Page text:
The unmattering of Black lives starts in childhood. Black people have always known this and said this. But now that exhaustive scientific research also says it, new doors have opened to mainstream audiences hearing and understanding the impact of White silence with kids. In the absence of clear, normalized anti-racist interventions by the adults in White children’s lives, the default unmattering of Black lives will grow and grow and grow. Fully grown, another generation of adults will go on to participate in systems of racism and the injustice and trauma those systems cause.

When we intervene in a way that tells kids the truth, that taps into their innate sense of fairness, and that gives them the agency to create, it can be a powerful step forward. They’re creating something that sends a message; that means they’re not only thinking about what that message actually means in their heads, they’re finding their own way to express that meaning expressing it through their bodies. They’re putting on training wheels as agents of change. And they’re learning that any change that will make the world more fair can’t happen without an active choice to do/make/say something and put it out in the world.

What are ways you encourage parents to speak about and address racist violence, harassment, systemic oppression? And to speak about the murders?

I feel like there are a few things every parent, and actually every American, needs to help kids understand about what’s going on right now:

One: The lives of Ahmaud Arbery, Breonna Taylor, and George Floyd were sacred, and they were stolen.

Two: Their lives were stolen by police, the people we are taught to believe are supposed to protect us.

Three: Ahmaud Arbery, Breonna Taylor, and George Floyd were not killed because they were Black. Blackness is not the problem. James Baldwin has written it, Beyoncé has sung it, Maya Angelou has versed it, Kehinde Wiley has crowned it: There is everything to love about being Black—our style, our traditions, our genius, our roots, our resilience.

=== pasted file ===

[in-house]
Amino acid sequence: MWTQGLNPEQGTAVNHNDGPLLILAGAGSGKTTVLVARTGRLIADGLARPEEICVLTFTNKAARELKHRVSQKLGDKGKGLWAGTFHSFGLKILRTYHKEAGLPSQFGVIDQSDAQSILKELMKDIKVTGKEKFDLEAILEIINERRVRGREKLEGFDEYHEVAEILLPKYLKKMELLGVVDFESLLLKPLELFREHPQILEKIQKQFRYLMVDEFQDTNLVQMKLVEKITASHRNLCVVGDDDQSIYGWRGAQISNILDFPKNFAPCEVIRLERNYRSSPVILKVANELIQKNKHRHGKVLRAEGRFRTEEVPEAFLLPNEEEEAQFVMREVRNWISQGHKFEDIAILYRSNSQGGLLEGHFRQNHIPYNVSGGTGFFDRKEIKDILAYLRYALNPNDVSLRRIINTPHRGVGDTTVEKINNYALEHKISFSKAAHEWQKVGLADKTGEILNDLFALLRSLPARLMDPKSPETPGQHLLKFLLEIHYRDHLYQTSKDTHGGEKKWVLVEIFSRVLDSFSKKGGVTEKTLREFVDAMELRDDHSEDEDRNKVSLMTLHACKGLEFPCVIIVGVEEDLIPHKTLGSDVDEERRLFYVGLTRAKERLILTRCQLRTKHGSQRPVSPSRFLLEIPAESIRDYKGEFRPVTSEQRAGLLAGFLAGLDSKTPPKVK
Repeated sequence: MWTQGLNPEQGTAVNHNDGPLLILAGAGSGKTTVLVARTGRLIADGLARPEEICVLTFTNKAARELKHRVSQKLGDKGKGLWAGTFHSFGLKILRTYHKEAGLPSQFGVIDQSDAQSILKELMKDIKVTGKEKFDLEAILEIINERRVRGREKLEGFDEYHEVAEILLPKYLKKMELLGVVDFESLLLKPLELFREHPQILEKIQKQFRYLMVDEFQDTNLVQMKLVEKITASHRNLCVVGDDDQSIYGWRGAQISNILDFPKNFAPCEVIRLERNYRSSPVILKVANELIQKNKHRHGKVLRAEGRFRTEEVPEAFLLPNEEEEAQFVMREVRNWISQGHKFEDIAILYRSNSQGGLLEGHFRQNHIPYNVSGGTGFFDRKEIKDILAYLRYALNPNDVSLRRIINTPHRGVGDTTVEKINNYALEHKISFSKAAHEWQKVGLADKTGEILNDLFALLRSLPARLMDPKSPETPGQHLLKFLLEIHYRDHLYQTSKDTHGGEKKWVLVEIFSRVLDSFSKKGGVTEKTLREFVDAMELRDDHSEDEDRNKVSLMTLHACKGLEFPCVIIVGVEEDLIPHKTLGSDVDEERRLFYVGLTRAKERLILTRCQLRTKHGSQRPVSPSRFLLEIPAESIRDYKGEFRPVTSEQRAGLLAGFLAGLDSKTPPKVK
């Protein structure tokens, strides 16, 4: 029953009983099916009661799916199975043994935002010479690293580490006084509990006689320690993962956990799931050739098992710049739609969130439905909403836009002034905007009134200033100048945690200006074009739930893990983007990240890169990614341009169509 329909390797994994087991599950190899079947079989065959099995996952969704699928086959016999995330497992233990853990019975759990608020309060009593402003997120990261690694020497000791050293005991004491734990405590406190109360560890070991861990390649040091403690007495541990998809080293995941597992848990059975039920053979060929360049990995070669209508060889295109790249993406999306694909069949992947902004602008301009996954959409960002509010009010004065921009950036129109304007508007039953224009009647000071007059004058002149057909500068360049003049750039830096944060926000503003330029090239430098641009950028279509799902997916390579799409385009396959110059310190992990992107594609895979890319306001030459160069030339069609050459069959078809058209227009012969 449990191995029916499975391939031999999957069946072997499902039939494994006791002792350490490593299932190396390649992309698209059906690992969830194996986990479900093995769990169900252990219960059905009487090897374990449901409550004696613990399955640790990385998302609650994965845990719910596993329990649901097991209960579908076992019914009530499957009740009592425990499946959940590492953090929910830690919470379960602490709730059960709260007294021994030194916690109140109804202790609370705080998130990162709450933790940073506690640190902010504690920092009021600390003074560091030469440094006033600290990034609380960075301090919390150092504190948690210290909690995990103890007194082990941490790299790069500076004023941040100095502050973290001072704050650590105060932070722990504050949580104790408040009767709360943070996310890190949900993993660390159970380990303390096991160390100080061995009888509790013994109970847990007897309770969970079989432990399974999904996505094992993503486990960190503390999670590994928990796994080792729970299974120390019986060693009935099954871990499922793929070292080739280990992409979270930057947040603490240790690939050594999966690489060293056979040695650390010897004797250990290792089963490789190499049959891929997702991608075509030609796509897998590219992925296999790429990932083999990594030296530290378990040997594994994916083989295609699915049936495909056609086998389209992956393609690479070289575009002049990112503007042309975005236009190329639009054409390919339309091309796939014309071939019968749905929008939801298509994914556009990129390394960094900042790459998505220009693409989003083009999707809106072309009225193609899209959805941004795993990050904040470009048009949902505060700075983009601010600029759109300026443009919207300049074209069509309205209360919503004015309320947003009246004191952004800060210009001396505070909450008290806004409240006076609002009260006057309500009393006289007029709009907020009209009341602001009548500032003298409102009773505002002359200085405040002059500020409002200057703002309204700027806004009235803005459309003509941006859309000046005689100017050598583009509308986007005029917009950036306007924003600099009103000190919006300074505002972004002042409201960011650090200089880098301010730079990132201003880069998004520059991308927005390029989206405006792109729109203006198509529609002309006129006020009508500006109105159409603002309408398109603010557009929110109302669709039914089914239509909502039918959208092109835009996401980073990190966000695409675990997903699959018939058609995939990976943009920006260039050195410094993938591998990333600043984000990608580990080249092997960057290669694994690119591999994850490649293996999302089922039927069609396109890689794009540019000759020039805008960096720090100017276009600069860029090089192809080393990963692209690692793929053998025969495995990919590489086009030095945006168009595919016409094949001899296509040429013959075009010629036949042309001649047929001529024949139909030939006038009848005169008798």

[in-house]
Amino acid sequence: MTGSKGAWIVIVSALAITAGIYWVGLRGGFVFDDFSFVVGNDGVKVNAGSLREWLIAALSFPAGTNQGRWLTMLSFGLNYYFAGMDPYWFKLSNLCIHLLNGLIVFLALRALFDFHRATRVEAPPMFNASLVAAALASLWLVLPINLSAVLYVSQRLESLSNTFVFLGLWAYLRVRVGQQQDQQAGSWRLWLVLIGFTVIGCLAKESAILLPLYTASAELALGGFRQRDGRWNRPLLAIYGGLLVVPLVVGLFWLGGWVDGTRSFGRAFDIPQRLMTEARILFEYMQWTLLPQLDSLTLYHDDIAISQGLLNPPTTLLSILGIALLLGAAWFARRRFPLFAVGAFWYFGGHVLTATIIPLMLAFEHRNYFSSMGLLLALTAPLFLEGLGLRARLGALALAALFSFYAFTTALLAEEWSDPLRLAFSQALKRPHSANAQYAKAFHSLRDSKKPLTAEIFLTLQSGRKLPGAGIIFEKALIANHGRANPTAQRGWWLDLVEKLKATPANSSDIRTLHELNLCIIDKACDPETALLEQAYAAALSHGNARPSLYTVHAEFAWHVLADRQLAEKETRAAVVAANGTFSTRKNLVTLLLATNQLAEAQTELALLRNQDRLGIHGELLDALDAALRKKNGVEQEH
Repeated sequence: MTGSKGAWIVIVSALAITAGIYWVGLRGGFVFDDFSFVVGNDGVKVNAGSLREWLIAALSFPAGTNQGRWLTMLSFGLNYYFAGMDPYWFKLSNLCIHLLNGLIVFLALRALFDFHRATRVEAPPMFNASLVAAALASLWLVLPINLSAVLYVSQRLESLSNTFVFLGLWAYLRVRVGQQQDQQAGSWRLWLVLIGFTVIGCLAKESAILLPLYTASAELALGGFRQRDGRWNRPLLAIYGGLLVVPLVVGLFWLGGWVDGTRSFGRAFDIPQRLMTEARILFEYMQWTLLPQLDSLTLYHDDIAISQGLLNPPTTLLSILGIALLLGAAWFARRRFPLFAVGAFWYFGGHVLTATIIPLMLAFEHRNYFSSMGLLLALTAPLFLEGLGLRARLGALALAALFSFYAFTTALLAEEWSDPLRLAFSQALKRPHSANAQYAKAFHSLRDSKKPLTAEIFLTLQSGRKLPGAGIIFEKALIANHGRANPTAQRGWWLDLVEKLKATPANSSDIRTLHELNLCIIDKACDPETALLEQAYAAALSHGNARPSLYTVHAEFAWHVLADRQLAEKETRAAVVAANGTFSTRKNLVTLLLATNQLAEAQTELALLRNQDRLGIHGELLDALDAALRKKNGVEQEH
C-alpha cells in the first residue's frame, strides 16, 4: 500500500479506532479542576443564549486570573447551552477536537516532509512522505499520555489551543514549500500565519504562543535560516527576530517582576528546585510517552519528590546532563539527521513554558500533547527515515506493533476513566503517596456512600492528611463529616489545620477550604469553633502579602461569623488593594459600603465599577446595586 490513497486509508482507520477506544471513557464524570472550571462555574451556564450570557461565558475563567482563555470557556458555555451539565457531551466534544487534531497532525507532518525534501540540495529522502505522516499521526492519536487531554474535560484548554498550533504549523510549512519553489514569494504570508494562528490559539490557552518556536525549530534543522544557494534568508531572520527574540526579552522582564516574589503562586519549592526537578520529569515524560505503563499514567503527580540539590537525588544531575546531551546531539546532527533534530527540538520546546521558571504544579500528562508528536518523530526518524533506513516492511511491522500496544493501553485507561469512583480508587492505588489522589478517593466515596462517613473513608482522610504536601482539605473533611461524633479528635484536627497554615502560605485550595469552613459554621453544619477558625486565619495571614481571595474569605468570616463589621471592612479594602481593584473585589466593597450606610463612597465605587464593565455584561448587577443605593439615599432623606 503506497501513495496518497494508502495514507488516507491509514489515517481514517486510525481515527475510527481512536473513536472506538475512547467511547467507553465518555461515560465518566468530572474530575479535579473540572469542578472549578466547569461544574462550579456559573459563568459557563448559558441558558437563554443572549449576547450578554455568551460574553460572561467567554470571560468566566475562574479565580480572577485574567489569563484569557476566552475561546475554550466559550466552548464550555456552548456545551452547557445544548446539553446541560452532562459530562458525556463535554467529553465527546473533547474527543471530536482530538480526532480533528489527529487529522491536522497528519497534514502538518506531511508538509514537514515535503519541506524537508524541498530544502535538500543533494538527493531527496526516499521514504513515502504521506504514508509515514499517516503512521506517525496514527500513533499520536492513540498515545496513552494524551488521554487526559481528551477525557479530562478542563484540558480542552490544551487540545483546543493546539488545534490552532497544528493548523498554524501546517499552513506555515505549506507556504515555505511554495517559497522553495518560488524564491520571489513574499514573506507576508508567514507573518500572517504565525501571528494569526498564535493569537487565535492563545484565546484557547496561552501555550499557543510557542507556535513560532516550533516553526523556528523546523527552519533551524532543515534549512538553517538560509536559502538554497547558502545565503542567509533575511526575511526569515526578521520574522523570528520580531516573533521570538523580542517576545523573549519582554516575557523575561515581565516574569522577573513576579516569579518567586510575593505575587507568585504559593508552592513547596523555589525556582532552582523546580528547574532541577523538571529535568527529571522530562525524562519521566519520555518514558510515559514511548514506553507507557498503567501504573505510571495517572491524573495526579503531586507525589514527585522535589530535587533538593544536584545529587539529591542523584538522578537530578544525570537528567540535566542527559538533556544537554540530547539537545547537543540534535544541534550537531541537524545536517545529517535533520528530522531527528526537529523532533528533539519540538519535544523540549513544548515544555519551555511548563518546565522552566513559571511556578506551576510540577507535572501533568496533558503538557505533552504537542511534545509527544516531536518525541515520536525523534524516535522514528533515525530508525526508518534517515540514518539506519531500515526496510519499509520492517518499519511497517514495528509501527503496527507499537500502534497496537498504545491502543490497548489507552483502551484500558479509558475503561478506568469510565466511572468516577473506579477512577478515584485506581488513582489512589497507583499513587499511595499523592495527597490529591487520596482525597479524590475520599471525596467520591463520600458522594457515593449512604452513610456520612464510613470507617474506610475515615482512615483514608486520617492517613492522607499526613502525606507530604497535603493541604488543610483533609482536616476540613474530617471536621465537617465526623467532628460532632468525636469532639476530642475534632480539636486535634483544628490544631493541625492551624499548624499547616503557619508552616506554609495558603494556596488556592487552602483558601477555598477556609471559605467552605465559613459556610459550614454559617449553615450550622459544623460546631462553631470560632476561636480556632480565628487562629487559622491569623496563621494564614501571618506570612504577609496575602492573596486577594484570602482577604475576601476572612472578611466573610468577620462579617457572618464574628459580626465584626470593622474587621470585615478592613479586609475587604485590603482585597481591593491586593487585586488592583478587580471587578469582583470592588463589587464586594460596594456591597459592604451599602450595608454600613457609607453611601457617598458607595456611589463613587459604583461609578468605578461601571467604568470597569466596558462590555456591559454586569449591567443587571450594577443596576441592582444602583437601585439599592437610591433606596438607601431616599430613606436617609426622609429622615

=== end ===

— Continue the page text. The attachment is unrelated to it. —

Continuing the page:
What killed Ahmaud Arbery and Breonna Taylor and George Floyd is White America’s insatiable need to demonize Blackness. That’s not an easy conversation to start with kids. But it is absolutely possible.

Toni Morrison once said of race, “Can’t you see? It’s all a distortion. It’s all made.” You couldn’t build a bunch of lamps or chairs, plant them in the ground, and convince a kid that they grew naturally from the earth with a shape, size, weight, or color. But that is what the lie of race would have us believe: that some people are White, some people are Black, and they sprang from nature with different intelligence, beauty, morality, and so on. Part of what we have to challenge White kids to do is to become “seers,” to notice the lies and distortions and endless, tortured acrobatics of racism (for example: the U.S. and Europe have looted continents, but Black protesters are the ones who are branded looters). For White parents to do that, they also need to learn to see. And that is the work.

(Photo at top by Philly Children’s Movement.)

Jan. 29, 2020: From The Co-Founder Of Wee The People, A Puppet Show For Kids About Standing Up To Strongmen
Dec. 17, 2017: Wee The People: Talking With Kids About Why There Aren’t More Black And Brown People In Museums
July 8, 2017: Tearing Down The Wall At Wee The People’s ‘Protestival’

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Categories: Activism Art Kids